The careers of most Hollywood actors can be plotted along a bell curve: anonymity, attention, success, stardom, struggle, decline, anonymity. Most of the recognizable stars who’ve appeared in movies featured thus far in this straight-to-DVD column have been at the tail end of the bell curve. This week’s a little different. We’ve got a movie starring a guy right on the cusp of a breakout: Boris Kodjoe, one of the leads of J.J. Abrams’ new series, “Undercovers.” That’s fortunate timing indeed for the makers of “The Confidant,” released to DVD just in time to take advantage of his increased exposure. And if the show takes off at all, he won’t be making too many more movies like it. At least not until he gets to the other side of the bell curve.
Directed by Alton Glass
Tagline:“When Your Closest Friend Becomes Your Worst Enemy”
Tweetable Plot Synopsis: Gambling addicted former football star (and current douche) must deal with the return of the man who went to jail for a crime he committed.
Salable Elements: Kodjoe right on the cusp of stardom; an ensemble full of names that look good on a DVD cover including rapper David Banner, original Shaft Richard Roundtree, Bai Ling, and DTV Hall of Famer Billy Zane; a salacious storyline with a fair amount of nudity.
Biggest Success: “The Confidant” has a perfect pulp fiction premise: a cocky college football star named Nigel (Kodjoe) on the verge of signing a huge pro contract gets into a fight with a guy at a poker game and winds up killing him in self-defense. He convinces his friend Daniel (David Banner) to take responsibility for the murder so he can stay out of trouble and in line for his big payday. Daniel reluctantly agrees, and winds up locked away for eleven years (apparently the fact that the victim was Billy Zane was looked upon favorably during sentencing).
Now we fast-forward to the present: Daniel gets released, and finds Nigel washed-up with a bad knee, mounting debts, a gambling problem, and a emotionally fakakta wife (Kenya Moore). Daniel wants compensation for his sacrifice. Nigel wants to keep his secret buried. What to do? By the midway point of “The Confidant” the answer for all parties, unfortunately, is “Act really crazy and stupid.” But kudos to writer/director Alton Glass for dreaming up the idea for the best ’90s sleazefest Paul Verhoeven never made.
Biggest Failure: Kodjoe’s a handsome guy, and he has the charisma to carry a movie, even one as logically challenged as this one. Even if “Undercovers” doesn’t hit, he’s got a bright future. But I’m not sure I can say the same for co-star David Banner. He’s got a good thousand yard stare and he makes a competent and totally believable badass. But his dialogue readings are painfully stilted, and when the screenplay asks him to do anything beyond simple menace, he looks out of his depth. Also, you’d think a popular musician who’s enjoyed his share of partying on tour would know how to play drunk. Not quite. As rapper-turned-actors go, Banner’s not bad, but not great, sort of a poor man’s Ja Rule, who’s sort of a poor man’s DMX who, by the way, looks like a very strong candidate for next year’s DTV Hall of Fame class.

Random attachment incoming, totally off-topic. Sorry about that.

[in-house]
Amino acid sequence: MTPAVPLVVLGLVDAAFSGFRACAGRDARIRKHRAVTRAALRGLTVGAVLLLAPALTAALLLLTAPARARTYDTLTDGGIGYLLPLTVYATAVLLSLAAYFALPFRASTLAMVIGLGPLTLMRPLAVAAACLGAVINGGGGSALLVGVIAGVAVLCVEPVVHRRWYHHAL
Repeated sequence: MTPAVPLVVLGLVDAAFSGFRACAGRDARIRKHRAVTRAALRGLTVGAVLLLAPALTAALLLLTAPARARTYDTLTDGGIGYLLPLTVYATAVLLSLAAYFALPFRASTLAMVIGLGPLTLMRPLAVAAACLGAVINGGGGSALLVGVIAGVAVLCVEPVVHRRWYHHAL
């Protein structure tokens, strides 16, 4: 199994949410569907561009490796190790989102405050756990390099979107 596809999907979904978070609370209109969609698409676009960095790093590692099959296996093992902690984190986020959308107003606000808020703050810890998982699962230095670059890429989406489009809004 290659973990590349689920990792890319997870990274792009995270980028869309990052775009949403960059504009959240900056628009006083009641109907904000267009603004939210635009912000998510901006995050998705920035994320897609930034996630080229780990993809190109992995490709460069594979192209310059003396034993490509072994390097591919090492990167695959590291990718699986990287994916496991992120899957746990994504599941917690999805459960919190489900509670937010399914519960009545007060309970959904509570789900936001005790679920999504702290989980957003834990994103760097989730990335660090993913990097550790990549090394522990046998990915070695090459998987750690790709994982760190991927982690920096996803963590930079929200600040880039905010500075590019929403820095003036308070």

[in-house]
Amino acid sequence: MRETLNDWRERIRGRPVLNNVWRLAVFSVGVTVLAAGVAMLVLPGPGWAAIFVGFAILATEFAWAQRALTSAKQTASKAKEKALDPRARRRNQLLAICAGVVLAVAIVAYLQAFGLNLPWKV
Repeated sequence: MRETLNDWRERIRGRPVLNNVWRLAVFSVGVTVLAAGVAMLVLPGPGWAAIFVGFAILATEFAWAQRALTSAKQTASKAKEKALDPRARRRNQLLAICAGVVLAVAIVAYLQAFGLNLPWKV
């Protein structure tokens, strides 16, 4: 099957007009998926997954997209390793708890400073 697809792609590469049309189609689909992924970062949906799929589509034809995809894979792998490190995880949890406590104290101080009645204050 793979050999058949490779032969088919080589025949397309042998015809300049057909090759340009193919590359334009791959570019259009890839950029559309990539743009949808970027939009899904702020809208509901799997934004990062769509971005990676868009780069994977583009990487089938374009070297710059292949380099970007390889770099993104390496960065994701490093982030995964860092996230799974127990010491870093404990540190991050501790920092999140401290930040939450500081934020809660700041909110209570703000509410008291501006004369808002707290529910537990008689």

Best Moment: Banner’s intimidating demeanor play perfectly into one of Glass’s most clever directorial decisions: he cast another actor to play Daniel in the flashback scenes that show how he wound up taking the fall for Nigel. Typically you’d just have the same actors play these parts; Kodjoe and Banner could easily pass for early twentysomethings for a couple of scenes. Instead Glass got a younger, innocent looking guy to play Daniel so that when the character emerges from prison eleven years later, he is a new man, both figuratively and literally. It’s a risky choice, but it pays off, since it sells the toll life behind bars had on Daniel in a way that Banner’s performance doesn’t.
I Question: whether a man desperately trying to keep his wife from discovering his criminal past would encourage the man who took credit for said criminal past (and is bitterly angry about it) to live with him in a big empty mansion where he can try to seduce his wife for revenge. Wouldn’t it be smarter to set the guy up with some money and stash him in a condo somewhere? Of course, but then there would be no movie.
Worthy of a Theatrical Release? No. The production values are on the lower end of the DTV scale, and the third act is a mess of crazy ass plot twists and maudlin dream sequences. But the germ of the story here is so juicy. Instead of remaking another popular film from the 1980s, Hollywood should take a movie like this one that doesn’t quite work and tweak it into form. And by the time it happens, Kodjoe’ll probably be a big enough star to anchor that version too.
For Further Viewing: watch Paul Verhoeven defend one of his understood and underappreciated ’90s sleazefests, in a brief excerpt from his DVD commentary for “Starship Troopers”: